Lion up close

Kruger Game Drive

Julie and Tyler on Safari


We turned back to revisit the hyenas, who were guarding over a carcass. Most likely they stole this carcass from the lions the night before. At our approach, the largest of the hyenas carried the carcass away from us, protecting it.


Hyena with Carcass

Accommodations in Kruger

Staying inside Kruger is also relatively cheap, depending on the accommodations you choose. Kruger does have luxury accommodations for those wanting a posh safari experience. We stayed in the budget safari accommodations.

We spent two nights in safari tents in Tamboti Rest Camp. Our tents overlooked the Timbavati River, where we could see elephants and hyenas, and at night we heard lions roaring off in the distance.  These accommodations cost our family of four $58 per night (in 2014).

Rondavel Satara

After Tamboti we spent two nights at Satara Rest Camp in rondavels, round houses with three twin beds and an ensuite bathroom. For six people (our mothers, Kathy and Valerie, were traveling with us), these two houses cost a total of $200.  These were nicer accommodations than the tents which explains the increase in cost.

Crocodile Bridge Tent


Finally, our time in Kruger ended with one night at Crocodile Bridge, again in safari tents. Once again we watched animals pass by our front door, this time hyena, buffalo, and a bush baby. For our family of four, we rented two tents at a cost of $92 per night.

Our family really liked staying in safari tents. There is something very cool about sleeping in tents in Africa and our favorite part was hearing the animals at night. I am really going to miss hearing lions and elephants outside of our door once we leave this part of South Africa.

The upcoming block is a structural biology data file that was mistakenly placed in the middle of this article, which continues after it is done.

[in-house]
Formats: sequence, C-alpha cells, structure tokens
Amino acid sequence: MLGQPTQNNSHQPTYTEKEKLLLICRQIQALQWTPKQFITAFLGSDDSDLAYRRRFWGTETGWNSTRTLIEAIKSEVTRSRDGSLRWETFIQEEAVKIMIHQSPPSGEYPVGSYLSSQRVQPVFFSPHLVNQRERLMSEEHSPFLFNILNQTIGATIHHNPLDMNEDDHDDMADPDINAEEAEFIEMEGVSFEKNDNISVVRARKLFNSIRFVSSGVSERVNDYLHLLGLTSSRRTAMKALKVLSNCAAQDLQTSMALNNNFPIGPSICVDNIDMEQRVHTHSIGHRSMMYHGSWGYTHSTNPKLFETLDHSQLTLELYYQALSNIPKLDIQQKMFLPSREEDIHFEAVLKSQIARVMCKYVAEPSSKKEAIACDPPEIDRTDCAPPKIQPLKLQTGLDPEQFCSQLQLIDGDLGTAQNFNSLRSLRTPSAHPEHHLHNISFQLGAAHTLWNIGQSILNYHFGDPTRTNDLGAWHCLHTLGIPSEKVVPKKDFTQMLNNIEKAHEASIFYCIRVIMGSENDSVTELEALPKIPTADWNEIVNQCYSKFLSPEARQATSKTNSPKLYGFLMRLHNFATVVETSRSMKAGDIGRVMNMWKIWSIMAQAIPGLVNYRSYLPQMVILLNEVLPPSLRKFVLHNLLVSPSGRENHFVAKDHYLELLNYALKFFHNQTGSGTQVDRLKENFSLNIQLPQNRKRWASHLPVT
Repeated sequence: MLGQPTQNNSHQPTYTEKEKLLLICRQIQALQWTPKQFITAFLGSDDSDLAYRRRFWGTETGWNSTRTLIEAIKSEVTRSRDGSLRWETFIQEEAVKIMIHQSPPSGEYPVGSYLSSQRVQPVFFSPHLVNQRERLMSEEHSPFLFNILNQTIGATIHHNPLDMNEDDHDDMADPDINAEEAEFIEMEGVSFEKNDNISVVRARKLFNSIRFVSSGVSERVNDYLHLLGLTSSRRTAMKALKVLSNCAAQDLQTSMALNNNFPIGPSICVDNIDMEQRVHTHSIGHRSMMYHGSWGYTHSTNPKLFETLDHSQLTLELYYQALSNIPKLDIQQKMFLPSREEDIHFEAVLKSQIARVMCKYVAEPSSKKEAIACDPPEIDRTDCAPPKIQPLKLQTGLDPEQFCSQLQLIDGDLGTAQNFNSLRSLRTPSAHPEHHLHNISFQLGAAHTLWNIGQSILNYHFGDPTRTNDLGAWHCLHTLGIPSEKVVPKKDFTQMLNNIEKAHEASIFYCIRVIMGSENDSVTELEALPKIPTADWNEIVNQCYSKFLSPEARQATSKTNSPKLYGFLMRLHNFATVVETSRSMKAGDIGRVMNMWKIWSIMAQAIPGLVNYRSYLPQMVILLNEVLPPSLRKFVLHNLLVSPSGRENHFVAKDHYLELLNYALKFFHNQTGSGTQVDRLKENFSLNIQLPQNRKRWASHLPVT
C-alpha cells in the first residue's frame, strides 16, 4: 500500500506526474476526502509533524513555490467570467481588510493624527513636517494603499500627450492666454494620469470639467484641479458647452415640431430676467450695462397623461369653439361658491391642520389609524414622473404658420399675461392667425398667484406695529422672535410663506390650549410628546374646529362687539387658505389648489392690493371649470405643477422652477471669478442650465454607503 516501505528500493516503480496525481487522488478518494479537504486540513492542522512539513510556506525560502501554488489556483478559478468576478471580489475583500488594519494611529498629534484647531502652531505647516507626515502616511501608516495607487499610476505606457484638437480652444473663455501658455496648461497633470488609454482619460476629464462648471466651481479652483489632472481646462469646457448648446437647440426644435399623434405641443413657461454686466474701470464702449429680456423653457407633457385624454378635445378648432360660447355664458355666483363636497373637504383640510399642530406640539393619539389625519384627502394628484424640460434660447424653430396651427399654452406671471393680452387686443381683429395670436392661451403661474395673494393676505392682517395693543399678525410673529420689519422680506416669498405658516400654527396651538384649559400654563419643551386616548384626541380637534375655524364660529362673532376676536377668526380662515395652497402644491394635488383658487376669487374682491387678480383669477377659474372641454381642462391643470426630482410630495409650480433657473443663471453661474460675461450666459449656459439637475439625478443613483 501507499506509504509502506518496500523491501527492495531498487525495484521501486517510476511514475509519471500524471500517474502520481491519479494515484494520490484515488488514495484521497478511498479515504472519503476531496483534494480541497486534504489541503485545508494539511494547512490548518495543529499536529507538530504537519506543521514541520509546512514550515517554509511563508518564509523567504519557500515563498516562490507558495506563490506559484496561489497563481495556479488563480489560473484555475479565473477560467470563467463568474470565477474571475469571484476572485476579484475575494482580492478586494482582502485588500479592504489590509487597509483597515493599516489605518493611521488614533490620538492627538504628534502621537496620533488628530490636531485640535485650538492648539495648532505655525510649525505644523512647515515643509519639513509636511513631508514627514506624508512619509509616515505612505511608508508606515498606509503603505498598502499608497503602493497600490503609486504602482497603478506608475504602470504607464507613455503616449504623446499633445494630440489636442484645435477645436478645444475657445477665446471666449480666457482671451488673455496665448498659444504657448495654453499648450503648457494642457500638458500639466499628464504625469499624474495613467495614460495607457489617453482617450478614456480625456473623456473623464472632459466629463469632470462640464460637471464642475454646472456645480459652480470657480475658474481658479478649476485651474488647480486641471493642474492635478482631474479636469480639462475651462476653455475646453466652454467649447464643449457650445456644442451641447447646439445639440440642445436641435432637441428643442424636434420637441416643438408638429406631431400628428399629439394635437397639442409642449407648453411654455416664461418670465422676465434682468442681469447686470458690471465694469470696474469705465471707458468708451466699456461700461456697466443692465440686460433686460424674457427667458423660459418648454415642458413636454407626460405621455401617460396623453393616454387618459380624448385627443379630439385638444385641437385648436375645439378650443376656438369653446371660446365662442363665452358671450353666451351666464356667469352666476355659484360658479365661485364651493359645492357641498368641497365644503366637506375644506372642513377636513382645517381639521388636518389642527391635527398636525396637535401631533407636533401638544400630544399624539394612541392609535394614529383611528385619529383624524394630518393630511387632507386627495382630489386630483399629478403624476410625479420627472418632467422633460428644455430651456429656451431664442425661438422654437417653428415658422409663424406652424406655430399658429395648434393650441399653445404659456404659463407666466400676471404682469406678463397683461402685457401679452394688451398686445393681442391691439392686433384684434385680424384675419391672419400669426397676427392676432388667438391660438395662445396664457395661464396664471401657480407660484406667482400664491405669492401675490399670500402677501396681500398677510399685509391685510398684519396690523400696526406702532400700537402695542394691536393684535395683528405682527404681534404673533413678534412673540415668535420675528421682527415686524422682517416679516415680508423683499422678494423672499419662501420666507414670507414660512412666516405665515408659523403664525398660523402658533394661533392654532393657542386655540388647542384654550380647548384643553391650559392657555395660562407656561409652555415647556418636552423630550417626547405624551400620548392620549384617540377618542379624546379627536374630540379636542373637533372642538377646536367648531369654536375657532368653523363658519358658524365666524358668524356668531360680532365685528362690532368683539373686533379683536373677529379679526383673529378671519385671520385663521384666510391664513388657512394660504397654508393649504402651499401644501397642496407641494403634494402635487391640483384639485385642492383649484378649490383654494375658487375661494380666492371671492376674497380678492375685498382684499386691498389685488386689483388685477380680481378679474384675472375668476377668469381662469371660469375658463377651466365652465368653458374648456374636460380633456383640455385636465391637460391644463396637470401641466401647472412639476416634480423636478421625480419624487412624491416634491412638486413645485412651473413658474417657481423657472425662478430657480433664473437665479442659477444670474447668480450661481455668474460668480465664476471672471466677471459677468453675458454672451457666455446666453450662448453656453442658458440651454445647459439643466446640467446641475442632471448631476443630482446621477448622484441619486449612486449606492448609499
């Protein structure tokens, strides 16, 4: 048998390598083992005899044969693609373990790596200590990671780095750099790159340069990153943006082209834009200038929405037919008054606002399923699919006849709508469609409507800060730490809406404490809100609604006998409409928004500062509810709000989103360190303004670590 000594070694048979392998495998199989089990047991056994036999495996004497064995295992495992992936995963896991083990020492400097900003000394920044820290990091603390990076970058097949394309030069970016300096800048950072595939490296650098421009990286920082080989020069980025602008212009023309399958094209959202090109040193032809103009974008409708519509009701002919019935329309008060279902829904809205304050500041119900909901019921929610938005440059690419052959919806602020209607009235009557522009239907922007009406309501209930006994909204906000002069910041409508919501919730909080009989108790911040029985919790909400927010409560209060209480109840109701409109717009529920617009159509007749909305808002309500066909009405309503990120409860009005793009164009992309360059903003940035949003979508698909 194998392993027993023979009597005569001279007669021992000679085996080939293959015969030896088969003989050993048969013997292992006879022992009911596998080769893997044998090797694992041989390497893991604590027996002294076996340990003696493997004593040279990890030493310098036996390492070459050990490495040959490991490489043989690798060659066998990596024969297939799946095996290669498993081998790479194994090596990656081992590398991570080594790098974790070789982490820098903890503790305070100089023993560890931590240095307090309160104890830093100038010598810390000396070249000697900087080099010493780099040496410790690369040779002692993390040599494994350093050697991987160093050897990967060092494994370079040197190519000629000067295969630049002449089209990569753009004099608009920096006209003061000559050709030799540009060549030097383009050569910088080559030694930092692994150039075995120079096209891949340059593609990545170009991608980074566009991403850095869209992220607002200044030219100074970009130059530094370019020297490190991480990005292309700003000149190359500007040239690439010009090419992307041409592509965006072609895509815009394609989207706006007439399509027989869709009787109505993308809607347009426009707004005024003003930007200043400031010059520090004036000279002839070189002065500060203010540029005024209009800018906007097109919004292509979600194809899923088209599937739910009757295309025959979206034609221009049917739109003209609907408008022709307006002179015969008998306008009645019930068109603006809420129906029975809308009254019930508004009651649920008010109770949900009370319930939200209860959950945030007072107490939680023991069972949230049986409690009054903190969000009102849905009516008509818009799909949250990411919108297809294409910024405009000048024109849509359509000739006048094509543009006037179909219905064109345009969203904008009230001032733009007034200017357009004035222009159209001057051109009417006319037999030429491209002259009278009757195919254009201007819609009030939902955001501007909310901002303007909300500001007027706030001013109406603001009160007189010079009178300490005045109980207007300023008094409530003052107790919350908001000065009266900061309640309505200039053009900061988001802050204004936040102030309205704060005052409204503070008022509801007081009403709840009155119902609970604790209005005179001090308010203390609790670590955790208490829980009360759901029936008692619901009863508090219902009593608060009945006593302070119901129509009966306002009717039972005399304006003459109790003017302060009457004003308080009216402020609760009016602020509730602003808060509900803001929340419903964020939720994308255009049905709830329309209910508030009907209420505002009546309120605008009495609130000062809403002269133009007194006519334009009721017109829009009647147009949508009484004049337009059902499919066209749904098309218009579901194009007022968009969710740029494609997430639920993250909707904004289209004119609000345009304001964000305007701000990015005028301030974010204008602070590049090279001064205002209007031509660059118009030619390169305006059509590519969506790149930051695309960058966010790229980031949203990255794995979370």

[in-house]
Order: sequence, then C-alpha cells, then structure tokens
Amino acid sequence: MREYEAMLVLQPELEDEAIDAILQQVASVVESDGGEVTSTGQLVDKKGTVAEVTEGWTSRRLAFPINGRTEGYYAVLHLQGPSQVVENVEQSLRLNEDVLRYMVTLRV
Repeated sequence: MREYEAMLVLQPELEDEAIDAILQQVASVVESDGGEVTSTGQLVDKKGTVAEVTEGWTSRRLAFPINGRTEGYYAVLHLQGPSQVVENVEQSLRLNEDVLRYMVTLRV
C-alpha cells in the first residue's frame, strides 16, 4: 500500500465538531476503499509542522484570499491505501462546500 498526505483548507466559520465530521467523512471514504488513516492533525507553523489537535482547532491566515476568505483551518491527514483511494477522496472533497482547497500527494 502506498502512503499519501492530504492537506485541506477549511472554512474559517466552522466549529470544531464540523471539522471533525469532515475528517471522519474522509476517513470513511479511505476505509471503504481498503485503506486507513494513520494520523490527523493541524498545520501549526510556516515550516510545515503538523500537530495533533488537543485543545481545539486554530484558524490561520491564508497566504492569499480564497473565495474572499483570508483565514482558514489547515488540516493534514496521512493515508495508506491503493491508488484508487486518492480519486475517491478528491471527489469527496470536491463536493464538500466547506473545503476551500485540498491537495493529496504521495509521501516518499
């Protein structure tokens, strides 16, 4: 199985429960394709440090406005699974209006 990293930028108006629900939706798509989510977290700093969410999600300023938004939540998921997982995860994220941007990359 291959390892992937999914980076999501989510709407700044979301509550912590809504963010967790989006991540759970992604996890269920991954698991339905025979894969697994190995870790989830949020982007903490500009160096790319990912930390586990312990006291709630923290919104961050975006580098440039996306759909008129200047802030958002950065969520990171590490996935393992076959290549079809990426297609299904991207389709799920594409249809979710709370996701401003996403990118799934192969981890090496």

For anyone who has a safari in Africa on their travel bucket list but thinks it’s outside of their price range, take a look at Kruger National Park. We had a fabulous experience here and highly recommend it.


More Information about South Africa

PLACES TO GO IN SOUTH AFRICA: Spend a few days in Cape Town, go on safari in Kruger National Park, journey to the Cape of Good Hope, go road tripping on the Garden Route, visit iSimangaliso Wetland Park, and explore the Drakensberg Mountains of South Africa.

PLACES TO GO NEAR SOUTH AFRICA: Chobe National Park in Botswana is one of the best places in Africa to see African elephants. Go on a road trip to Lesotho on the Sani Pass. And visit Mlilwane Wildlife Sanctuary in Eswatini.

ADVENTURE TRAVEL: Here are 50 adventures to turn your next trip into an epic travel experience.

DESTINATIONS AROUND THE WORLD: For more places to visit around the world, check out our Destinations page.


Planning a trip to South Africa? Read all of our articles in our South Africa Travel Guide.


Kruger Budget Safari


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Comments 23

  1. Avatar for Collette Duffield
    Collette Duffield

    Hi Julie and Tim,

    From which camps did you arrange your game drives and would you do it the same again or make any changes?